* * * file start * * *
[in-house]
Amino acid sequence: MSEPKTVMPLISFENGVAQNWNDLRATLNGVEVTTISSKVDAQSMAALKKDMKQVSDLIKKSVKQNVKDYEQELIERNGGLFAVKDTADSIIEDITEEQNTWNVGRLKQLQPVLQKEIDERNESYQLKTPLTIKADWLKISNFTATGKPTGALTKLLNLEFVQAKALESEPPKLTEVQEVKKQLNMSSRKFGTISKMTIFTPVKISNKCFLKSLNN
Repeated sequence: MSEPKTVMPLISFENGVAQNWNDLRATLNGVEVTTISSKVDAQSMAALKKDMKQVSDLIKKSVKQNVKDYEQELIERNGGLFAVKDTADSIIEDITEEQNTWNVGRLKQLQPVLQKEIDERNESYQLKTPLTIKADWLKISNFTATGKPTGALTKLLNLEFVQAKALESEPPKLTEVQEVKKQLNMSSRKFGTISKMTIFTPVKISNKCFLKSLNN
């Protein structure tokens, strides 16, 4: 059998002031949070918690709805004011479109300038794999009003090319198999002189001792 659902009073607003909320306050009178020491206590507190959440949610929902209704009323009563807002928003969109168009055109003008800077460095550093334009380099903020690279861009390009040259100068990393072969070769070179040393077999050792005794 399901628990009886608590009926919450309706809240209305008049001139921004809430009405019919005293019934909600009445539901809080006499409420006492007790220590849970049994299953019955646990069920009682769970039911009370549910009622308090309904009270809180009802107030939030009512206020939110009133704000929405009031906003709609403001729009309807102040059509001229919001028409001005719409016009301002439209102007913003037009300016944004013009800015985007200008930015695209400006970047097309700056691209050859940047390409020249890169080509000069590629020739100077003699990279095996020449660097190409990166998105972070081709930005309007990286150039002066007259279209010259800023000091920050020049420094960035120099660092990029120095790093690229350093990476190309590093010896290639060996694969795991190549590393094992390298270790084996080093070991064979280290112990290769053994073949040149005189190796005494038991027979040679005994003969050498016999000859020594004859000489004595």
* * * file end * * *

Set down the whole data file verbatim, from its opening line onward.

[in-house]
Amino acid sequence: MSEPKTVMPLISFENGVAQNWNDLRATLNGVEVTTISSKVDAQSMAALKKDMKQVSDLIKKSVKQNVKDYEQELIERNGGLFAVKDTADSIIEDITEEQNTWNVGRLKQLQPVLQKEIDERNESYQLKTPLTIKADWLKISNFTATGKPTGALTKLLNLEFVQAKALESEPPKLTEVQEVKKQLNMSSRKFGTISKMTIFTPVKISNKCFLKSLNN
Repeated sequence: MSEPKTVMPLISFENGVAQNWNDLRATLNGVEVTTISSKVDAQSMAALKKDMKQVSDLIKKSVKQNVKDYEQELIERNGGLFAVKDTADSIIEDITEEQNTWNVGRLKQLQPVLQKEIDERNESYQLKTPLTIKADWLKISNFTATGKPTGALTKLLNLEFVQAKALESEPPKLTEVQEVKKQLNMSSRKFGTISKMTIFTPVKISNKCFLKSLNN
């Protein structure tokens, strides 16, 4: 059998002031949070918690709805004011479109300038794999009003090319198999002189001792 659902009073607003909320306050009178020491206590507190959440949610929902209704009323009563807002928003969109168009055109003008800077460095550093334009380099903020690279861009390009040259100068990393072969070769070179040393077999050792005794 399901628990009886608590009926919450309706809240209305008049001139921004809430009405019919005293019934909600009445539901809080006499409420006492007790220590849970049994299953019955646990069920009682769970039911009370549910009622308090309904009270809180009802107030939030009512206020939110009133704000929405009031906003709609403001729009309807102040059509001229919001028409001005719409016009301002439209102007913003037009300016944004013009800015985007200008930015695209400006970047097309700056691209050859940047390409020249890169080509000069590629020739100077003699990279095996020449660097190409990166998105972070081709930005309007990286150039002066007259279209010259800023000091920050020049420094960035120099660092990029120095790093690229350093990476190309590093010896290639060996694969795991190549590393094992390298270790084996080093070991064979280290112990290769053994073949040149005189190796005494038991027979040679005994003969050498016999000859020594004859000489004595």